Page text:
Surveillance data shows infections in England jumped nine per cent in the week to September 14 — the first rise in two months. However, just one in 70 are thought to be carrying the virus.

Daily virus hospitalisations are starting to climb in the country, jumping 50 per cent in the week to September 19. And rates are expected to keep on increasing.

Sky-high immunity rates have changed the course of the pandemic, with just a fraction of hospital patients actually ill with the virus. 

But health chiefs are also concerned Omicron’s many sub-variants may continue to mutate in ways that help them evade the immune response triggered by vaccines and previous infections.

Meanwhile, surveillance shows H3N2 — which is known to cause more severe illness than other versions of the flu — is the prevailing strain worldwide.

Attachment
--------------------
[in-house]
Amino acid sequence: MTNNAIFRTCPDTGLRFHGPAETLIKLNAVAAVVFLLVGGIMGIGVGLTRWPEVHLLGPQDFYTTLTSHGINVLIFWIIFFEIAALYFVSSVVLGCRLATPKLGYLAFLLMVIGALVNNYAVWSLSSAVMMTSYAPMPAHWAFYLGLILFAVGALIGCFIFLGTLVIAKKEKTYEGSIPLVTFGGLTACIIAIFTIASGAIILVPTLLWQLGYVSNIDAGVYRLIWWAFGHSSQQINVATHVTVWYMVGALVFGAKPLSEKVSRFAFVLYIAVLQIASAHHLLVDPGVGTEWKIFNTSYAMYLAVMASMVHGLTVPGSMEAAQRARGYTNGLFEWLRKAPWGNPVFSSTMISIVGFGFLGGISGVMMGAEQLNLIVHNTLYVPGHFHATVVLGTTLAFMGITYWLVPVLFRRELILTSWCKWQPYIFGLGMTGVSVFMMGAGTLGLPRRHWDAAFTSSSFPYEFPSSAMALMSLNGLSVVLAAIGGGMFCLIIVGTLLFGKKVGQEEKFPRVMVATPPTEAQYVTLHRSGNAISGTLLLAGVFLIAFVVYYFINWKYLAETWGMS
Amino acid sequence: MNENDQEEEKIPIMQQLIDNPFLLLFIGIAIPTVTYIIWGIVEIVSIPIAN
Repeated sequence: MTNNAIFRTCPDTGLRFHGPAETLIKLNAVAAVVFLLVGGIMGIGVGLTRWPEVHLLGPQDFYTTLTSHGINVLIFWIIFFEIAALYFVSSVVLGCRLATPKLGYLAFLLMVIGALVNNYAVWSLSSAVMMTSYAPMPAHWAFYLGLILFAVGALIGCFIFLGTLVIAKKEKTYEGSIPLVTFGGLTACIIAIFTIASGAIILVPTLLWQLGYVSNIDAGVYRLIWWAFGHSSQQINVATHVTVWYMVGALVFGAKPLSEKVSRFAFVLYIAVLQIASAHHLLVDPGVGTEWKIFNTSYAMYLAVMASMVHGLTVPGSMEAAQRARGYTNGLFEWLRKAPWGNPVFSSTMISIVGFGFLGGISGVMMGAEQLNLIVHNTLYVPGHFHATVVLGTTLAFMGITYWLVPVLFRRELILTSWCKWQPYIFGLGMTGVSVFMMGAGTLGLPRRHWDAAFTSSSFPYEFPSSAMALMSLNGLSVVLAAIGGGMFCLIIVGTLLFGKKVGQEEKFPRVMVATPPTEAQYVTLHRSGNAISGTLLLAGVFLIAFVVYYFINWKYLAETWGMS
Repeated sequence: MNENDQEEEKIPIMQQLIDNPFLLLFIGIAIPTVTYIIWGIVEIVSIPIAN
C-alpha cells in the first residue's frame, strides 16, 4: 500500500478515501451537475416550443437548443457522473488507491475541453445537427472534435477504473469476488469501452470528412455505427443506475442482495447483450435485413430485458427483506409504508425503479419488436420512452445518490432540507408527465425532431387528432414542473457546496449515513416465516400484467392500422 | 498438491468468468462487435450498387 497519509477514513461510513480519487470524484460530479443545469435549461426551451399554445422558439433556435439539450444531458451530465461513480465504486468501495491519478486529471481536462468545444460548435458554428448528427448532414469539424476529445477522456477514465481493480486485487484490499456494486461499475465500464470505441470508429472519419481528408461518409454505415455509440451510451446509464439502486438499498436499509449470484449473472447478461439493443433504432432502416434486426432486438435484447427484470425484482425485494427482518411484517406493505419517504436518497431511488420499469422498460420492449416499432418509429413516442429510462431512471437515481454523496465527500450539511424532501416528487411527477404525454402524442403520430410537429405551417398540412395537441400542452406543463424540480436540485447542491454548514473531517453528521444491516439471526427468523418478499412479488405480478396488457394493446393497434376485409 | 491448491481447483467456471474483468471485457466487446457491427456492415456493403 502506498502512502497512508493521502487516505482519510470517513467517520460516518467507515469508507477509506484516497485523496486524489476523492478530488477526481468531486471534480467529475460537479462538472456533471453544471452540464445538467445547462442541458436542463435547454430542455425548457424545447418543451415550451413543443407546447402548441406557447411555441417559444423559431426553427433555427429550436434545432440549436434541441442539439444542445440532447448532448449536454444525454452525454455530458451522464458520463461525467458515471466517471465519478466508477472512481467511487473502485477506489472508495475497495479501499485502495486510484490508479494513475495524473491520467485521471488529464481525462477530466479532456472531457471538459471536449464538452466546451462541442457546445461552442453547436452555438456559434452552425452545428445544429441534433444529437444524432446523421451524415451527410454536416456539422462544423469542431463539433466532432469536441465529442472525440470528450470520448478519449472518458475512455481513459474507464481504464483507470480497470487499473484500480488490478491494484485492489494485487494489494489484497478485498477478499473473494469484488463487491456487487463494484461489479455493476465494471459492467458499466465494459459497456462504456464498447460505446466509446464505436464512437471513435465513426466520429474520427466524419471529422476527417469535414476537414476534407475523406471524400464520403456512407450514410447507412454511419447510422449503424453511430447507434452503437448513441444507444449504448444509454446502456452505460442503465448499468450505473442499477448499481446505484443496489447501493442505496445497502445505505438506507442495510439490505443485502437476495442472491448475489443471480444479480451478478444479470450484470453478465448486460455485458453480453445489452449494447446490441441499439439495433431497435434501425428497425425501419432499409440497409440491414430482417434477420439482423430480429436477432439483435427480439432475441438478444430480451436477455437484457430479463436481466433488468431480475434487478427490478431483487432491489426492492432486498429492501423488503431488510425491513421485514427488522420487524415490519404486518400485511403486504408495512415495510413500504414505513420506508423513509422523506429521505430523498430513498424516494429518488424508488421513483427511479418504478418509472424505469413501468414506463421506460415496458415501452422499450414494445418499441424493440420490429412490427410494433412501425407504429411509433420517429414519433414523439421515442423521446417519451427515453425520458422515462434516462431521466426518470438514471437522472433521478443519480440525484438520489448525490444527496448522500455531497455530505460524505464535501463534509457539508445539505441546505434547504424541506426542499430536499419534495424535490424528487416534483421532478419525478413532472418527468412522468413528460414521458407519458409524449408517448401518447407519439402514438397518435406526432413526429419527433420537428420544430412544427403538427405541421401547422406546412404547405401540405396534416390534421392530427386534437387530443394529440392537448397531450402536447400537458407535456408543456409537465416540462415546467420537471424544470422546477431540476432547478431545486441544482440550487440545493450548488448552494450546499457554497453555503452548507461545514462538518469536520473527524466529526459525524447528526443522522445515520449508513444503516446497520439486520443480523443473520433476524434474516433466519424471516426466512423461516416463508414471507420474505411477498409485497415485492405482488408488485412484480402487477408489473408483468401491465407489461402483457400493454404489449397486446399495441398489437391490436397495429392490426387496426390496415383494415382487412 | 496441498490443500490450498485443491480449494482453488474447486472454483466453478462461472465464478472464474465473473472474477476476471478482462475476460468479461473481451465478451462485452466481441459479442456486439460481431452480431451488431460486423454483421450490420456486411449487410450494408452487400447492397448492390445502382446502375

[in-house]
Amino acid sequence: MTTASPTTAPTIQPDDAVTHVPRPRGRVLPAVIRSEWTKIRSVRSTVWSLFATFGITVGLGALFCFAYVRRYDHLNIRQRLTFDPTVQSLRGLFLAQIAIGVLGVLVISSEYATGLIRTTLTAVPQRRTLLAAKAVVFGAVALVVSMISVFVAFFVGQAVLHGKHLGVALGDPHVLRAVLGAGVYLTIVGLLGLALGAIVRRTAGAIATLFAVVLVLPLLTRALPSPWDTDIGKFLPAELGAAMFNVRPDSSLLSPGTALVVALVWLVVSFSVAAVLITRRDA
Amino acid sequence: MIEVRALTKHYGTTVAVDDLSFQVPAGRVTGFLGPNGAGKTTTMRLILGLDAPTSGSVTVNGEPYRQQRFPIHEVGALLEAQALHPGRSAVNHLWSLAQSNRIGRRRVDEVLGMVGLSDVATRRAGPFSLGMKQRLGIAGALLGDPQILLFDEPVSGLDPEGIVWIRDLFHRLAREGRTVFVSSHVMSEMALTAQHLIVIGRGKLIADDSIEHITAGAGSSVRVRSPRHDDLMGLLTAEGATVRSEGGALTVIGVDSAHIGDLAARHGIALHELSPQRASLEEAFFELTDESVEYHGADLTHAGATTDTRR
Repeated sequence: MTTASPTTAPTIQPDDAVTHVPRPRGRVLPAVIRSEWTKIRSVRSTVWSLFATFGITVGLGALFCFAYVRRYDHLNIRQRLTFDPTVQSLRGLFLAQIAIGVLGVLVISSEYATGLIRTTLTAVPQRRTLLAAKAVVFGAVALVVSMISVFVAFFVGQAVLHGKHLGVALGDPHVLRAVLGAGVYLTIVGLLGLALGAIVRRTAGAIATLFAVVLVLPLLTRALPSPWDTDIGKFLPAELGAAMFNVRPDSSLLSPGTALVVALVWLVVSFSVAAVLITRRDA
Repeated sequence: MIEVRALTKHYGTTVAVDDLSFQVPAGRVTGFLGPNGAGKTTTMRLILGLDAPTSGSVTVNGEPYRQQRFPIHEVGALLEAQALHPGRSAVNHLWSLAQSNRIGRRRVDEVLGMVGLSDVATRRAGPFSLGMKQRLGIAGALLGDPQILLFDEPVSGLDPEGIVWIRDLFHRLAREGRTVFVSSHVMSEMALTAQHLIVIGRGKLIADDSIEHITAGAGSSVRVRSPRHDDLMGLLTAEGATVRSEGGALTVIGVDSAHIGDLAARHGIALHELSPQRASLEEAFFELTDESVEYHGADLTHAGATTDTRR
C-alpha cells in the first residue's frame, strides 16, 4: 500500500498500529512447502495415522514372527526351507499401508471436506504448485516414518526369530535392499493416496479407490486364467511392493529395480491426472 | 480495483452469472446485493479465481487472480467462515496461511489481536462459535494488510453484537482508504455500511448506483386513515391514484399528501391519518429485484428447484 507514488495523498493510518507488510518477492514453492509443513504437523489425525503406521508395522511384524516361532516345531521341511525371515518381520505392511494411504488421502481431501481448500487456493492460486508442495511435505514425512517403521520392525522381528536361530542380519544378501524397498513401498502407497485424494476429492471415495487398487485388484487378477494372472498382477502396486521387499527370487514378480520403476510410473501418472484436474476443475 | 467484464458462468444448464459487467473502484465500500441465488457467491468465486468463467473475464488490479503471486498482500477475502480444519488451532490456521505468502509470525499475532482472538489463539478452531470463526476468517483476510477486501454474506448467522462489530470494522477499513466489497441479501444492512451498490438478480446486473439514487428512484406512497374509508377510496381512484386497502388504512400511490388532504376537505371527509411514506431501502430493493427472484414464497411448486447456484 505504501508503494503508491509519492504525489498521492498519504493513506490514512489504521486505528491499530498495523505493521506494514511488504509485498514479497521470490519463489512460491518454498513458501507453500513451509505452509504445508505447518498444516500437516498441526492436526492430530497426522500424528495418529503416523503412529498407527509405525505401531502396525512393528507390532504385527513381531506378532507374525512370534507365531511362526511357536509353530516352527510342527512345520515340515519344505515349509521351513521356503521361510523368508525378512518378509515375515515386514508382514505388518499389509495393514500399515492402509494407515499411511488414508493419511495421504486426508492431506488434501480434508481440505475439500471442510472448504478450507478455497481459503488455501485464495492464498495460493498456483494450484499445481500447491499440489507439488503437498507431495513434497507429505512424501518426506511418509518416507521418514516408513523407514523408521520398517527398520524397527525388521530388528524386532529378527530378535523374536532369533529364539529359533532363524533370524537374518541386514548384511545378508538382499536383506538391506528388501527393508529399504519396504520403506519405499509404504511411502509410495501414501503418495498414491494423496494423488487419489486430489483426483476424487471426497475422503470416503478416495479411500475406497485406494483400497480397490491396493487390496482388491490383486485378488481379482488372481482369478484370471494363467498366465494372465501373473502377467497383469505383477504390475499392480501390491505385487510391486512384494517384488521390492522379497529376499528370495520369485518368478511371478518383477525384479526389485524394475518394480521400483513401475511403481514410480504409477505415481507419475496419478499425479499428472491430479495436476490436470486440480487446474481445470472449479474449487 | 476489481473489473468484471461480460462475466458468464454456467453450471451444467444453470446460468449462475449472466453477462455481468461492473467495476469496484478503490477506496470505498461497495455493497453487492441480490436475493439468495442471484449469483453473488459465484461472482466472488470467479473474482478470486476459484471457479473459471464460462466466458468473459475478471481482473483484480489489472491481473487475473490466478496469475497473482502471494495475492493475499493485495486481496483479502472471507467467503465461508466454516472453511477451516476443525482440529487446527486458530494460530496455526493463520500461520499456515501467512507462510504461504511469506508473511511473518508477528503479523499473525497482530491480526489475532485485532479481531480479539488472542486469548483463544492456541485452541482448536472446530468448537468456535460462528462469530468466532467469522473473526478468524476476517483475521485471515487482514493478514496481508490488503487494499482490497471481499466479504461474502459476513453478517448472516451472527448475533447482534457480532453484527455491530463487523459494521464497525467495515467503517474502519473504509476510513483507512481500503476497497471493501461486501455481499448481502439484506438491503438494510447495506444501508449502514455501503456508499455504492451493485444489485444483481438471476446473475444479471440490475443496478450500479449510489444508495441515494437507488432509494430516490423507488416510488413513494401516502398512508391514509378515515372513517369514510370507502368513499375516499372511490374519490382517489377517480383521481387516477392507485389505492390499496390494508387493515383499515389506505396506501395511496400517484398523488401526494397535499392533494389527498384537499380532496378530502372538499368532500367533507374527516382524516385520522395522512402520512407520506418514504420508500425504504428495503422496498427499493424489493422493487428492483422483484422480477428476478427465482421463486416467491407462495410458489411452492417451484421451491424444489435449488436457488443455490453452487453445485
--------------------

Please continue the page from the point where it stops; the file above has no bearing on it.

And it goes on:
It circulated in the UK last winter. But Covid restrictions, such as WFH guidance and reduced social mixing, stopped it from taking off.

This has left Britons more vulnerable this winter because tens of thousands people fewer than expected have caught the virus in recent years, triggering a drop in immunity.

The variant, which is expected to take off in the UK within weeks, has caused a wave of infection in the southern hemisphere.

Australia logged 30,000 weekly confirmed flu cases at its peak in June, around six times higher than the five-year average and around 10,000 more than in 2019 — the most recent year of data unaffected by the pandemic.

The spike saw some scientists call for a return of Covid-like curbs.

The autumn booster campaign opened to 26million over-50s, at-risk groups and health and care staff earlier this month, with 3million jabbed so far (middle graph). More than 250,000 were vaccinated on September 17 alone (top graph). Around one in five over-75s have had an autumn booster, dropping to one in 10 among 65 to 74-year-olds (bottom graph)